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Solar Magnetic Field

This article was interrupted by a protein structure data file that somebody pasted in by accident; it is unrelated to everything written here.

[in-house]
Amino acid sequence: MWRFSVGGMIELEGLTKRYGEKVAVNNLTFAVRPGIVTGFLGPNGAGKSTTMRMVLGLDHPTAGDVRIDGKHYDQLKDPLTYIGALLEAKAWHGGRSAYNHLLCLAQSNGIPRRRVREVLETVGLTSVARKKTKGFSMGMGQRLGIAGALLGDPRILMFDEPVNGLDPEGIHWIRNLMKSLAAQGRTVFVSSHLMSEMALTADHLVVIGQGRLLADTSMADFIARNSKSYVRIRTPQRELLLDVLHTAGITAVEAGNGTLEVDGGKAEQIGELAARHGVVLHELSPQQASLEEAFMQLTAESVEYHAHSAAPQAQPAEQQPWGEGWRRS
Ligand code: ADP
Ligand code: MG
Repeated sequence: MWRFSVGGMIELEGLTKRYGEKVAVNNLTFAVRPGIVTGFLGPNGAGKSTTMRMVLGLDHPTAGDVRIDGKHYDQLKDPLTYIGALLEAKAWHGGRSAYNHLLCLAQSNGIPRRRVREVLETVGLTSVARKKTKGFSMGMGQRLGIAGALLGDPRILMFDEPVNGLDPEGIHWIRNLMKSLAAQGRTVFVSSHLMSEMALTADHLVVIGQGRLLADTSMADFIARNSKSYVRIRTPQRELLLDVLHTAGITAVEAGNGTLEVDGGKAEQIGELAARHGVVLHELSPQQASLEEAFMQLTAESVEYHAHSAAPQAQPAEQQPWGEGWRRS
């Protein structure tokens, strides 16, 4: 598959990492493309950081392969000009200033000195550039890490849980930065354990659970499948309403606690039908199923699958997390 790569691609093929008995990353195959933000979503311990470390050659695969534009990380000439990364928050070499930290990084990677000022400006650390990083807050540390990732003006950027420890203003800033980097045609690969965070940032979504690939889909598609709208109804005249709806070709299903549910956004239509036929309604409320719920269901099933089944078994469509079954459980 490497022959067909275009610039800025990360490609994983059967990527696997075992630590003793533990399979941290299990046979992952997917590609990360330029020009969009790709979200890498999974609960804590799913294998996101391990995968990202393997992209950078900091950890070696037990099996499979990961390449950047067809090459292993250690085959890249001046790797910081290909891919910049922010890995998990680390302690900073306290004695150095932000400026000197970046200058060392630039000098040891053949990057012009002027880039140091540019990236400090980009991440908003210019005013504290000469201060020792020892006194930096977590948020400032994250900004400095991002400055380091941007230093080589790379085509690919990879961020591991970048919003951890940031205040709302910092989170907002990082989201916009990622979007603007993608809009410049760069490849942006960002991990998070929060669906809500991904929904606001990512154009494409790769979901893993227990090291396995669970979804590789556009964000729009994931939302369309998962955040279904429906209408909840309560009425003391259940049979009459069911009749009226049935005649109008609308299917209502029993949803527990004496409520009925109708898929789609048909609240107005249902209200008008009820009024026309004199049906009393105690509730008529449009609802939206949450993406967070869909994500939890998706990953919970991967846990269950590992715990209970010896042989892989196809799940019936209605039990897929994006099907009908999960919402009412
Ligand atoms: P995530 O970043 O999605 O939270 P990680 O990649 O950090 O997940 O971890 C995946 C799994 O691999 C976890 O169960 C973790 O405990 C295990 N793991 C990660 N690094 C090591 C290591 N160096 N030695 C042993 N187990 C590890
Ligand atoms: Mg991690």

The solar magnetic field is approximately a dipole at high latitudes and is highly irregular at middle and low latitudes. The field apparently gives rise to a coupling between solar differential rotation and the 11-year cycle of solar activity; the field also governs the evolution of individual active regions. Field magnitudes range from a few gauss in quiet regions to a few thousand gauss in some active regions. Longitudinal (line-of-sight) components of the solar magnetic field are measured by magnetographs which use the Zeeman effect. The solar magnetic fields are photographically or computer drawn contours of the solar longitudinal magnetic field distribution across the whole sun at different levels of nanotesla (gauss). The computer plotted contours use solid lines for positive and dotted lines for negative field polarities. The polarities on the photographs are indicated by bright areas as positive and dark areas as negative. The data also can be drawings of individual sunspot regions with coordinates, polarity and intensity in nanotesla of each spot indicated. The National Geophysical Data Center (NGDC) archives (from about 14 stations): 1) once-daily (Scout) measurements of sunspot magnetic fields. These may be marked-up sunspot maps, large-scale magnetic maps or tables. If sunspot maps, the magnetic field intensity and polarity is indicated. If tables, the heliographic position of the spot is given followed by the magnetic classification, or the maximum strength and polarity, or both; 2) solar magnetograms of the whole disk, both Kitt Peak and Mt. Wilson daily magnetograms appear in Solar-Geophysical Data (SGD), a monthly NGDC publication; 3) data on the mean solar magnetic field from sun-as-a-star integrated light measurements. Stanford daily data appear in SGD. Mean daily measurements are reported in monthly tables.